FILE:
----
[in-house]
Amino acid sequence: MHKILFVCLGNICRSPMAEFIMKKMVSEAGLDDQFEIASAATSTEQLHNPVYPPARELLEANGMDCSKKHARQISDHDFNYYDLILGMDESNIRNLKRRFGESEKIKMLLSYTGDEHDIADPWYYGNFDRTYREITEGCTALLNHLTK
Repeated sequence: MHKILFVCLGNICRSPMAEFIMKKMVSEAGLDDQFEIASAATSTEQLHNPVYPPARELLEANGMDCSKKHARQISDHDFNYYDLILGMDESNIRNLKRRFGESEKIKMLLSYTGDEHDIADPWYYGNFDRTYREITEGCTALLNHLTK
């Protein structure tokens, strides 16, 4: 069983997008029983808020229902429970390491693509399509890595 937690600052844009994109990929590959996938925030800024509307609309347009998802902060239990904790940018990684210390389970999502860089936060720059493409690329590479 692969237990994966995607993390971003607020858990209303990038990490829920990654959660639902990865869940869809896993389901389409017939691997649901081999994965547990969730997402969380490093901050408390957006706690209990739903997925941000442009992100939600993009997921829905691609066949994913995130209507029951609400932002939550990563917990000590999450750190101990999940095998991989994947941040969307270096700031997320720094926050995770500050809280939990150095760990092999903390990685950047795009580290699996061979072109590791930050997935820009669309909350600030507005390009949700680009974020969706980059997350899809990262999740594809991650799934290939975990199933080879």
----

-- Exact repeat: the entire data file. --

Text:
[in-house]
Amino acid sequence: MHKILFVCLGNICRSPMAEFIMKKMVSEAGLDDQFEIASAATSTEQLHNPVYPPARELLEANGMDCSKKHARQISDHDFNYYDLILGMDESNIRNLKRRFGESEKIKMLLSYTGDEHDIADPWYYGNFDRTYREITEGCTALLNHLTK
Repeated sequence: MHKILFVCLGNICRSPMAEFIMKKMVSEAGLDDQFEIASAATSTEQLHNPVYPPARELLEANGMDCSKKHARQISDHDFNYYDLILGMDESNIRNLKRRFGESEKIKMLLSYTGDEHDIADPWYYGNFDRTYREITEGCTALLNHLTK
């Protein structure tokens, strides 16, 4: 069983997008029983808020229902429970390491693509399509890595 937690600052844009994109990929590959996938925030800024509307609309347009998802902060239990904790940018990684210390389970999502860089936060720059493409690329590479 692969237990994966995607993390971003607020858990209303990038990490829920990654959660639902990865869940869809896993389901389409017939691997649901081999994965547990969730997402969380490093901050408390957006706690209990739903997925941000442009992100939600993009997921829905691609066949994913995130209507029951609400932002939550990563917990000590999450750190101990999940095998991989994947941040969307270096700031997320720094926050995770500050809280939990150095760990092999903390990685950047795009580290699996061979072109590791930050997935820009669309909350600030507005390009949700680009974020969706980059997350899809990262999740594809991650799934290939975990199933080879």